Given recent energy bill deliberations, support for ethanol probably won't fall by the wayside. “The government is moving toward more support,” Hart says. But this wild card could have a big impact if it were to occur.
Political support for ethanol from cellulose continues to be strong, but this technology isn't competitive with corn-based ethanol at this point. (See “Suitable cellulose,” page 28.) If and when ethanol from cellulose becomes viable, the impact on corn-based ethanol could be substantial.
“Producing cellulosic ethanol is technically feasible, but it is not economically competitive at this point,” Hart says. “Right now it costs at least $1/gal. more to produce ethanol from cellulose than from corn.” Researchers around the world are working to improve the process, but getting breakthroughs from the lab to the pump could take years.
Biobutanol (butyl alcohol produced from biomass) is another technology to watch, though it also faces development challenges to improve its efficiency. If these challenges were solved, this fuel would have the advantage of being able to be shipped through gasoline pipelines, since it isn't as corrosive as ethanol.
THE E10 BOTTLENECK
Industry projections suggest that annual U.S. ethanol production capacity could reach 12.6 billion gallons in two to three years, more than enough to supply ethanol to blend with gasoline in states requiring 10% blends. The oversupply, often called the E10 bottleneck, will be a drag on ethanol prices — and dampen corn markets as well.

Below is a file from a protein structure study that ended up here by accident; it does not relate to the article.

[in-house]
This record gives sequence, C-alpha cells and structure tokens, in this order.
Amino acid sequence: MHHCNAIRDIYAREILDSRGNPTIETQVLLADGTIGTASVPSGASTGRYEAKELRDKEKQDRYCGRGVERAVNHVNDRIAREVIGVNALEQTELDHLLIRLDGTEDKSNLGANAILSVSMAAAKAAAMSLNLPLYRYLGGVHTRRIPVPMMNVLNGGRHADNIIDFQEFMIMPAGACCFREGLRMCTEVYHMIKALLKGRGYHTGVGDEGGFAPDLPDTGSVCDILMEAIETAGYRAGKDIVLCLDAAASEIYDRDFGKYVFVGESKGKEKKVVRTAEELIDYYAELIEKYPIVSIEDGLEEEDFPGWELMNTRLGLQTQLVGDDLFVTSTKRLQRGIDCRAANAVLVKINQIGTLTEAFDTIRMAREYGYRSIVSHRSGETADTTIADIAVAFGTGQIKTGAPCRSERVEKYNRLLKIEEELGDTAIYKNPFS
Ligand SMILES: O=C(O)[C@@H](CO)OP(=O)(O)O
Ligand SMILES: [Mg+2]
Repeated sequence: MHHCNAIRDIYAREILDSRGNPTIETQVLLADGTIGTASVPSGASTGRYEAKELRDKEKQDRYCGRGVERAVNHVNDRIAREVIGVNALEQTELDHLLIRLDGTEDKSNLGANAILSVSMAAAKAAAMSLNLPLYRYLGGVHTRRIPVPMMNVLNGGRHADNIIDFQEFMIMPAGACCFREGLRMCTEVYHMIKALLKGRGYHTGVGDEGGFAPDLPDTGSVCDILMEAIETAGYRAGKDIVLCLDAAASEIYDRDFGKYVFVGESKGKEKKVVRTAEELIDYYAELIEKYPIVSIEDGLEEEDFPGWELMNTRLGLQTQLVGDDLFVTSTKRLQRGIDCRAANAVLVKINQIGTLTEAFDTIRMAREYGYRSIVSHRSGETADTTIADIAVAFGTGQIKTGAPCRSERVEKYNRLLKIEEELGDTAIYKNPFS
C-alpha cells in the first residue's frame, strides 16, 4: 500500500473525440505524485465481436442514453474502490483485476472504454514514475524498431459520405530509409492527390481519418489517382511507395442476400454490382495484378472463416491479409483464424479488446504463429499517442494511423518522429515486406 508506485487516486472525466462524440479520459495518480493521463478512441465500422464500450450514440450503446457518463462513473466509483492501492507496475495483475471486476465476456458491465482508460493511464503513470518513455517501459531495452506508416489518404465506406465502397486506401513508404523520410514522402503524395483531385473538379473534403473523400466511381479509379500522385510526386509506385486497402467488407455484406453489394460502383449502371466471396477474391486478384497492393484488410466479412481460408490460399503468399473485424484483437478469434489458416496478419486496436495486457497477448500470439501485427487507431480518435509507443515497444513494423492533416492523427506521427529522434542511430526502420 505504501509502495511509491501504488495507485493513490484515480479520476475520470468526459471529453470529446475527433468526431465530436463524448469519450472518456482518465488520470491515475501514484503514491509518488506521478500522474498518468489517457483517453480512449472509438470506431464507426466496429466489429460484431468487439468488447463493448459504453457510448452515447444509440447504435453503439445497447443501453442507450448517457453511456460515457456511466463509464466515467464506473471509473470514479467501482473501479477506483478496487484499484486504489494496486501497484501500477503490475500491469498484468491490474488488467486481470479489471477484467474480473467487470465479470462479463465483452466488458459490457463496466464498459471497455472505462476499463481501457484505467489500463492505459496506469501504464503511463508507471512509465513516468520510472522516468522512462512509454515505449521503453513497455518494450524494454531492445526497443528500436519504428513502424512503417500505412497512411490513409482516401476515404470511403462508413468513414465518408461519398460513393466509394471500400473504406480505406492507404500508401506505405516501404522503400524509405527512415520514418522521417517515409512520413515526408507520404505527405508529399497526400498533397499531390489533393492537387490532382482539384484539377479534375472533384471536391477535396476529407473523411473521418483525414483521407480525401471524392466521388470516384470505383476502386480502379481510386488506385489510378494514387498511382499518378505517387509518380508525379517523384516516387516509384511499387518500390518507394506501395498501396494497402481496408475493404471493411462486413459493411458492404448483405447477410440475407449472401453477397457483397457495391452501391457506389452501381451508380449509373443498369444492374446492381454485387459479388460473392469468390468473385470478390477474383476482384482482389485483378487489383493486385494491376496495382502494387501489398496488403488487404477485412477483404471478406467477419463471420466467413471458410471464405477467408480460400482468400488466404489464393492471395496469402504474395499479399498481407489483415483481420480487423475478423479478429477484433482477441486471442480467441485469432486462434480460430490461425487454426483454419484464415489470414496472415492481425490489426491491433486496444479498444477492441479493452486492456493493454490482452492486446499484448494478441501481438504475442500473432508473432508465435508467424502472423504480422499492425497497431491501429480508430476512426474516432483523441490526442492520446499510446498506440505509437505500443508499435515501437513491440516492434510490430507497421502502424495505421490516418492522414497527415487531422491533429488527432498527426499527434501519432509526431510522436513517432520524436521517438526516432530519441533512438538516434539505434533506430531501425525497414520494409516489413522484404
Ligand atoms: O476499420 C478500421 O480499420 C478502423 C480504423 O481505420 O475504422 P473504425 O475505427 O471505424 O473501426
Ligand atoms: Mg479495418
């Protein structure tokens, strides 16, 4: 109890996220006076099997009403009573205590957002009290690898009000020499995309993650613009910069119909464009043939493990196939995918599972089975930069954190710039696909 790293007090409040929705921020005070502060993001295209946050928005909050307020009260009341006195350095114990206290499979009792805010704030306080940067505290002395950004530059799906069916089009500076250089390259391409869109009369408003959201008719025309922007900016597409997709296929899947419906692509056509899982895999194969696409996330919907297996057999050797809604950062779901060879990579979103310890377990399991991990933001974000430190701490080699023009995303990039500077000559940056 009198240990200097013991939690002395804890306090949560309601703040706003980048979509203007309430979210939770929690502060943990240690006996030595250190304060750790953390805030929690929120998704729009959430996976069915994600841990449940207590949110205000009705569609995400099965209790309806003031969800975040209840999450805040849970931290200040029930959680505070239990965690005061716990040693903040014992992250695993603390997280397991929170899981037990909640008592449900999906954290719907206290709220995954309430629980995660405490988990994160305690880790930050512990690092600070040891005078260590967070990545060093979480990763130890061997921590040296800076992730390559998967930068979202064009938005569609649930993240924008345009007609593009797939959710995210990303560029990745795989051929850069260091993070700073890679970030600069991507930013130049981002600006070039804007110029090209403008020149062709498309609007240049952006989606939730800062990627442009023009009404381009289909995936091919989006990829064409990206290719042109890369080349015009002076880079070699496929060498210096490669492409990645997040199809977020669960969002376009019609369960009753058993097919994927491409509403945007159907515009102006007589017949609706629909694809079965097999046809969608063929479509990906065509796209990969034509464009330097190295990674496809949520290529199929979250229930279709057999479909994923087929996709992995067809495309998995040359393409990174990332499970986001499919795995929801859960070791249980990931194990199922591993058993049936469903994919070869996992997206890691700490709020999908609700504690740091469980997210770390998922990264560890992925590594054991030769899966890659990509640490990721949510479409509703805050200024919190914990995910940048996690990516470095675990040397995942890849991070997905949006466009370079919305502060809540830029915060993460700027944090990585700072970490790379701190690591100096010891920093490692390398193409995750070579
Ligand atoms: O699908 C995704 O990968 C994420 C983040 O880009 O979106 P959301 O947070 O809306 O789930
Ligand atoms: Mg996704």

“We will be sitting with ethanol supplies that exceed demand, which will lower ethanol prices and cut back the profit margins of ethanol plants,” Hart says. “This could lead to a pullback and consolidation of the industry.”
Although other factors also are involved, the stock price of large ethanol refiners already might be reflecting this eventuality. In mid-July, the stock price of VeraSun Energy Corporation, the nation's second-largest ethanol producer (behind Archer Daniels Midland) was about $14, about half of its November 2006 value. The price of U.S. Bioenergy Corporation stock, number three in the market, was hovering at about $11 per share, down about a third from its all-time high of $17 in late 2006.